Disappointing Eurozone PMI
The Markit Eurozone Manufacturing PMI report did not have a single good thing in it. Not only did the region's activity contract, it also contracted in most of the eurozone's largest nations by gross domestic product. Along with a string of data about financial trouble, high unemployment, falling wages and labor unrest, the report will used by many proponents of austerity to prove their case. Europe needs stimulus to be lifted out of what could be the second deep recession in five years.
The Markit PMI report said:
Eurozone manufacturing started the second quarter of 2013 on a weak footing, with conditions in the sector deteriorating at the sharpest pace in the year-to-date.
At 46.7 in April, down slightly from 46.8 in March, the seasonally adjusted Markit Final Eurozone Manufacturing PMI signalled contraction for the twenty-first successive month - despite edging up from the earlier flash estimate of 46.5.
All of the national PMI indices signalled contraction in April. Rates of decline accelerated in Germany, Ireland and Austria, but eased in France, Italy, Spain, the Netherlands and Greece. The four worst performing nations nonetheless remained France, Italy, Greece and Spain
The fact that France could be mentioned in the same sentence as Greece and Spain is the most unsettling of all the data.
Lenovo-IBM Talks End
Chinese computer firm Lenovo will not buy the troubled server division of International Business Machines Corp. (NYSE: IBM). The unit is considered one of IBM's worst performers. The U.S. firm would have been well rid of it. As usual with most corporate sales negotiations, the breaking point of the talks was price. CNN Money reports on the Lenovo-IBM talks:
News of the negotiations surfaced last month in various publications and were confirmed by Fortune. Bloomberg put the value of the potential deal, which would cover IBM's sale of its so-called x86 server business, at between $2.5 billion and $4.5 billion. Others suggested IBM was seeking as much as $6 billion. Lenovo is said to have balked at the price tag for the business, which generates close to $5 billion in sales, or about a third of IBM's overall server revenue, according to estimates.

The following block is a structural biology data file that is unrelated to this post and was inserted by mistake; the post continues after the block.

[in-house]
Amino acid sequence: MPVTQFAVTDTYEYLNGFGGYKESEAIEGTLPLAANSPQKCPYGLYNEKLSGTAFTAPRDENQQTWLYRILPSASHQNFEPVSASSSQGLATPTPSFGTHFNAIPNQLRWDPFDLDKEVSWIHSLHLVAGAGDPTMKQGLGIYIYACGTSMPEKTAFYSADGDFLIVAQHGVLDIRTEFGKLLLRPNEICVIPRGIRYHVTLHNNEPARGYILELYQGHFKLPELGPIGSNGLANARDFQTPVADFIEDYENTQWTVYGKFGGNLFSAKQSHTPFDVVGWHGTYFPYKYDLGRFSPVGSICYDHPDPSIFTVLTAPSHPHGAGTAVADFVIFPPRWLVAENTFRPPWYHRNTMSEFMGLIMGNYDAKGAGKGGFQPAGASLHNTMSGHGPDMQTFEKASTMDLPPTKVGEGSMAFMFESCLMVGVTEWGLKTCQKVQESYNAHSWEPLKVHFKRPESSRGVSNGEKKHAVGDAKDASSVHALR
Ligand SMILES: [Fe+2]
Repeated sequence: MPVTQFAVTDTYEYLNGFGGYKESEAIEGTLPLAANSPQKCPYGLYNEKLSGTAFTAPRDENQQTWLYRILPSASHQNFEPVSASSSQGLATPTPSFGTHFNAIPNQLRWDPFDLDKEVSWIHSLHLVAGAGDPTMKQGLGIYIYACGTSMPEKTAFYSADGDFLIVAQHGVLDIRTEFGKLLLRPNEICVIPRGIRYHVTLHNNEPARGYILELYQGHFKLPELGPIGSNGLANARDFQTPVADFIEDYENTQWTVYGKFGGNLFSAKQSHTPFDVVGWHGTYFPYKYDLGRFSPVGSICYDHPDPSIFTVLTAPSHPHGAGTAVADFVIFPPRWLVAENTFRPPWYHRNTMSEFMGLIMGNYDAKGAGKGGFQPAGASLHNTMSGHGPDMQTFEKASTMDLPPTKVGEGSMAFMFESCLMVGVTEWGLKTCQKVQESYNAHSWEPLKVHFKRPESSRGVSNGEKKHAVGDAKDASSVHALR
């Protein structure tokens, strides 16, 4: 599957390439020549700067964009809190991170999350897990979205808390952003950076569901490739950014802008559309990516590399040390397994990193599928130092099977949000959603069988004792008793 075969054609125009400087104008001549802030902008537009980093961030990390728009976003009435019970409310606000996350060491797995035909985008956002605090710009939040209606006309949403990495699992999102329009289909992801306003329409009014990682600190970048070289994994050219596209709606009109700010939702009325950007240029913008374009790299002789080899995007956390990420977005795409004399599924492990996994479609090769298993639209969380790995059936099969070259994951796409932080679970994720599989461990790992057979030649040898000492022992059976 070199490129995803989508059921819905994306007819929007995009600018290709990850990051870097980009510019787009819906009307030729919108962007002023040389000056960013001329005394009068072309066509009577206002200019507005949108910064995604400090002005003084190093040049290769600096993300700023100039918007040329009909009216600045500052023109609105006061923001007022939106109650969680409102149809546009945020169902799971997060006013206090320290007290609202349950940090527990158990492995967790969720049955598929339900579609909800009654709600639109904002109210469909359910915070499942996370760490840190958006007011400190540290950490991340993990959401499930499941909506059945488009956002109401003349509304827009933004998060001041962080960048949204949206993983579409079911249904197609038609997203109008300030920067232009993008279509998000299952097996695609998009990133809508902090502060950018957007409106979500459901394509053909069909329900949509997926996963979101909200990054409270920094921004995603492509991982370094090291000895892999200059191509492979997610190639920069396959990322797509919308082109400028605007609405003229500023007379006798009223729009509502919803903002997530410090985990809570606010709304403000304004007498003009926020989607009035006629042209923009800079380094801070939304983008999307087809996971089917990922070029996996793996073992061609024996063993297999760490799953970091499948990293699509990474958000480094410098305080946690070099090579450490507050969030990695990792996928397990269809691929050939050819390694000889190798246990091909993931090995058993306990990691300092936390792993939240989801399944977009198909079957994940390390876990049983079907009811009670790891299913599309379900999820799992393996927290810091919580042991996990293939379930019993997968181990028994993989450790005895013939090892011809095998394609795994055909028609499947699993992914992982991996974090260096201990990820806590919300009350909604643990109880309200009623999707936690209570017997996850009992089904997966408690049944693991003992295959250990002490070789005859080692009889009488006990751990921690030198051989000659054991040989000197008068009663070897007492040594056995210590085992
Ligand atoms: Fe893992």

Ford Pickup Sales
Sales of the Ford Motor Co. (NYSE: F) F-150 flagship pickup have surged so strongly that the U.S. car company will add workers to build more of them. Analysts have noted that much of the increase of sales in the American market this year is due to light trucks, SUVs and pickups. Most get poor gas mileage, so the trend is hard to explain. When Ford reported April sales, it noted:
Sales of America's best-selling pickup, the Ford F-Series increased 24 percent, with 59,030 pickups sold. This represents F-Series best April sales results since 2006. It also is the 21st straight monthly sales increase for F-Series - with sales up 19 percent year to date.
USA Today reported on the Ford jobs added:
Spurred by a booming market for fullsize pickups, Ford Motor says it will add a third crew of 900 workers at the suburban Kansas City factory that builds F-150 pickups.
"Fullsize truck sales are growing three times as fast as the industry," says Joe Hinrichs, Ford Motor executive vice president and president of The Americas. "There's strong (economic) growth and housing starts are up."
Ford also confirmed it will begin production late this year of its Transit fullsize van at the Kansas City assembly plant, located at Claycomo, Mo. That will add more than 1,000 jobs there.
After years of huge layoffs, this news is a modest victory for car workers.
Filed under: 24/7 Wall St. Wire, Market Open Tagged: F, IBM